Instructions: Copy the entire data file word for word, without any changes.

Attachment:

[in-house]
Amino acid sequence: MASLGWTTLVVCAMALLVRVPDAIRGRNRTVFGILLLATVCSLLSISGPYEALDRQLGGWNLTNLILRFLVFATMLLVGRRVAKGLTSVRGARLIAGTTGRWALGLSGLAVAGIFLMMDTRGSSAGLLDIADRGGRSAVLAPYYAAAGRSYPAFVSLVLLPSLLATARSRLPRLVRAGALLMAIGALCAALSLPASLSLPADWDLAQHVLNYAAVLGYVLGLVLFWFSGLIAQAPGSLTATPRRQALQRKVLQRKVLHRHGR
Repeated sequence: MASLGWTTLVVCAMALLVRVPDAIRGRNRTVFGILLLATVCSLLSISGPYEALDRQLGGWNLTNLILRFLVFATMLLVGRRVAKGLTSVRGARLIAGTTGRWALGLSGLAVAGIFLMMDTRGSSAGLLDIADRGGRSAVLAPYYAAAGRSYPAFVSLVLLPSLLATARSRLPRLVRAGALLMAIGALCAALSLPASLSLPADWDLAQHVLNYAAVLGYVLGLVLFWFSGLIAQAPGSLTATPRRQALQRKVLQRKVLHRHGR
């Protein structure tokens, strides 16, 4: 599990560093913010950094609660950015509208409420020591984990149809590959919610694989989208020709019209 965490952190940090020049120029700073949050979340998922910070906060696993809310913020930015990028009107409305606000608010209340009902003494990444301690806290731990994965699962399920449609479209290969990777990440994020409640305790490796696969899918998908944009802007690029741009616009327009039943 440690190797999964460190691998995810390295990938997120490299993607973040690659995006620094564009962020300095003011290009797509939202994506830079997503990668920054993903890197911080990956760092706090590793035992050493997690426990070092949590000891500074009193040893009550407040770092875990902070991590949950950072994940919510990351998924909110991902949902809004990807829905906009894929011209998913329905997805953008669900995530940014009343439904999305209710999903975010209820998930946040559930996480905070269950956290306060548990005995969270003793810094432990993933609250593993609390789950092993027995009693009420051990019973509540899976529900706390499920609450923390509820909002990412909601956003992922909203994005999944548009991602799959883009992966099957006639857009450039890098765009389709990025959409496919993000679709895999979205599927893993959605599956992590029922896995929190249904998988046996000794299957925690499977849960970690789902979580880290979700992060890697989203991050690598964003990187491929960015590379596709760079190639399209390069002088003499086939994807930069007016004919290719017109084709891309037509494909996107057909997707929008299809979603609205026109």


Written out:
[in-house]
Amino acid sequence: MASLGWTTLVVCAMALLVRVPDAIRGRNRTVFGILLLATVCSLLSISGPYEALDRQLGGWNLTNLILRFLVFATMLLVGRRVAKGLTSVRGARLIAGTTGRWALGLSGLAVAGIFLMMDTRGSSAGLLDIADRGGRSAVLAPYYAAAGRSYPAFVSLVLLPSLLATARSRLPRLVRAGALLMAIGALCAALSLPASLSLPADWDLAQHVLNYAAVLGYVLGLVLFWFSGLIAQAPGSLTATPRRQALQRKVLQRKVLHRHGR
Repeated sequence: MASLGWTTLVVCAMALLVRVPDAIRGRNRTVFGILLLATVCSLLSISGPYEALDRQLGGWNLTNLILRFLVFATMLLVGRRVAKGLTSVRGARLIAGTTGRWALGLSGLAVAGIFLMMDTRGSSAGLLDIADRGGRSAVLAPYYAAAGRSYPAFVSLVLLPSLLATARSRLPRLVRAGALLMAIGALCAALSLPASLSLPADWDLAQHVLNYAAVLGYVLGLVLFWFSGLIAQAPGSLTATPRRQALQRKVLQRKVLHRHGR
């Protein structure tokens, strides 16, 4: 599990560093913010950094609660950015509208409420020591984990149809590959919610694989989208020709019209 965490952190940090020049120029700073949050979340998922910070906060696993809310913020930015990028009107409305606000608010209340009902003494990444301690806290731990994965699962399920449609479209290969990777990440994020409640305790490796696969899918998908944009802007690029741009616009327009039943 440690190797999964460190691998995810390295990938997120490299993607973040690659995006620094564009962020300095003011290009797509939202994506830079997503990668920054993903890197911080990956760092706090590793035992050493997690426990070092949590000891500074009193040893009550407040770092875990902070991590949950950072994940919510990351998924909110991902949902809004990807829905906009894929011209998913329905997805953008669900995530940014009343439904999305209710999903975010209820998930946040559930996480905070269950956290306060548990005995969270003793810094432990993933609250593993609390789950092993027995009693009420051990019973509540899976529900706390499920609450923390509820909002990412909601956003992922909203994005999944548009991602799959883009992966099957006639857009450039890098765009389709990025959409496919993000679709895999979205599927893993959605599956992590029922896995929190249904998988046996000794299957925690499977849960970690789902979580880290979700992060890697989203991050690598964003990187491929960015590379596709760079190639399209390069002088003499086939994807930069007016004919290719017109084709891309037509494909996107057909997707929008299809979603609205026109």